Binary Ninja Blog

Type and Variable Cross-References

This blog post covers two new features from BinaryNinja version 2.3 (though both have seen some improvements on post-2.3 development branches as well!). Variable and type cross-references (xrefs) are two highly-demanded features for version 2.3. The two issues had accumulated 13 and 23 thumbs-up on GitHub, respectively. I am honored to work on such important features.

UI Updates

When a variable is selected, BinaryNinja now lists all of the xrefs to it:

This works for all variables, including stack variables, register variables, and flag variables.

You should have noticed that the xref item preview shows the same IL as in the graph, in this case, MLIL. This hopefully makes the xref more useful than always showing the disassembly.

Double-clicking an xref item sends you to the corresponding line at the same IL, even if there are multiple IL instructions at the same address because they are internally identified by their instruction index.

One thing worth noting about variable xrefs is that references from MLIL and HLIL can be different. That is because in HLIL some variables are combined (or removed), so the result can be slightly different from the MLIL. If the graph is in MLIL, then the xref widget will show MLIL variable xrefs; if the graph is in HLIL, then it will show variable xrefs from HLIL. Of course, both can be queried using the API.

Also, the filter now allows the user to toggle what type(s) of references they wish to see:

Type cross-references are a bit more complex. Let’s start with the Type view:

Type xrefs can have three forms:

  • data references
  • code references
  • type references

Let’s have a look at what we get when I select the b2 field in struct B.

The first category is data references. It is shown when a data variable references the type or type field. In this case, we have a data variable called global_b starting at 0x4020.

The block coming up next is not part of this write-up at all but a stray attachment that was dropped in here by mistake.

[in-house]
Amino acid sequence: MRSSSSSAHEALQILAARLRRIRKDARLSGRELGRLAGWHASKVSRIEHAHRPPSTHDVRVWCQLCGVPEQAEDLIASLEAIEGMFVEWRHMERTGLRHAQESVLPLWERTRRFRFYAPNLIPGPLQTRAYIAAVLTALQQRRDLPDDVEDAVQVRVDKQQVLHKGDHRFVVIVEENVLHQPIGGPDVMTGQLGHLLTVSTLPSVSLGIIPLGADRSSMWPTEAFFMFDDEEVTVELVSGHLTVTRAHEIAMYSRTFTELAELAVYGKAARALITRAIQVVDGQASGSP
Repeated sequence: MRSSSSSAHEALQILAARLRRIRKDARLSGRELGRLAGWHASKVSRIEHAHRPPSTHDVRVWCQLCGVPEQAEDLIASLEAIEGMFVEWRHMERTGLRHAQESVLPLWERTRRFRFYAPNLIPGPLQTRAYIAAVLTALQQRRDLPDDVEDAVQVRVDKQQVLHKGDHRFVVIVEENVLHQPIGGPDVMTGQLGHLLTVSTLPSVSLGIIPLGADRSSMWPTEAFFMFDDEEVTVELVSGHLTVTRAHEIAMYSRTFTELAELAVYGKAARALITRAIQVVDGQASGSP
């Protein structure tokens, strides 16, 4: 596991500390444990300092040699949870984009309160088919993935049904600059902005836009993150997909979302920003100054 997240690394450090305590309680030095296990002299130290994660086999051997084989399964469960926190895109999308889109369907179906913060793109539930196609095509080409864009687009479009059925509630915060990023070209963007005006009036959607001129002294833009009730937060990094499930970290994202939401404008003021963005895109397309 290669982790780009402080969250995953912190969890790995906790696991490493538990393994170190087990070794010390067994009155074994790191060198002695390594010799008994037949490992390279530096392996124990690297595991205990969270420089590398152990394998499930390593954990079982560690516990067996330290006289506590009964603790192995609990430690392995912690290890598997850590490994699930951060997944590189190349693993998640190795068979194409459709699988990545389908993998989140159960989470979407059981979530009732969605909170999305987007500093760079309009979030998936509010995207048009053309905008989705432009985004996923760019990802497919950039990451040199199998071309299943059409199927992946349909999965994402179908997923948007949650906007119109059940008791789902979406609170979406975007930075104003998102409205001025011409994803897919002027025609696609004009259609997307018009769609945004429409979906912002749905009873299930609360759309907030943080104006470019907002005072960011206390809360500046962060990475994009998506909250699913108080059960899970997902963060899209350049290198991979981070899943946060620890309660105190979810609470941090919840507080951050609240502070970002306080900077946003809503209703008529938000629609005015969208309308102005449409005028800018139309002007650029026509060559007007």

Note the xref reports the address as 0x4028, which is the actual address of the field b2, rather than the start of the data variable. This is due to several reasons. One of them is that we can easily get the start of the data variable if we know the address of its field (using bv.get_data_var_at()), but it may not be trivial to do the opposite.

Also, the current implementation works better for arrays. annonymous_b is an array of struct B, and the xref widget makes it clear: there are three occurrences of field b2, and it shows three xrefs. And each one with its actual address, respectively:

However, this is not free from problems. A huge array could cause performance issues, for example. So we put a cap there: for each category of cross-references, we only show the first 1,000 references in the UI. If you wish to retrieve all of them, the API will be happy to help you. The limit is configurable on development releases after build 2714 (or the next stable 3.0 when it’s released!) as ui.maxXrefItems.

The next form of type xref is code references. They show where in code a type or type field is used.

The references should be easy to understand, but there is one behavior that is worth mentioning. When we query the xrefs to a type, it shows the xrefs to the type itself. This can be different from xrefs to the offset 0x0 of the type, in several cases. In fact, when we take the address of a struct B, that is considered a reference to the structure itself, rather than its first member. However, in other cases, they cannot be distinguished, so both are shown. If you are confused by this, do not worry – most of the time we are interested in the xrefs to type fields.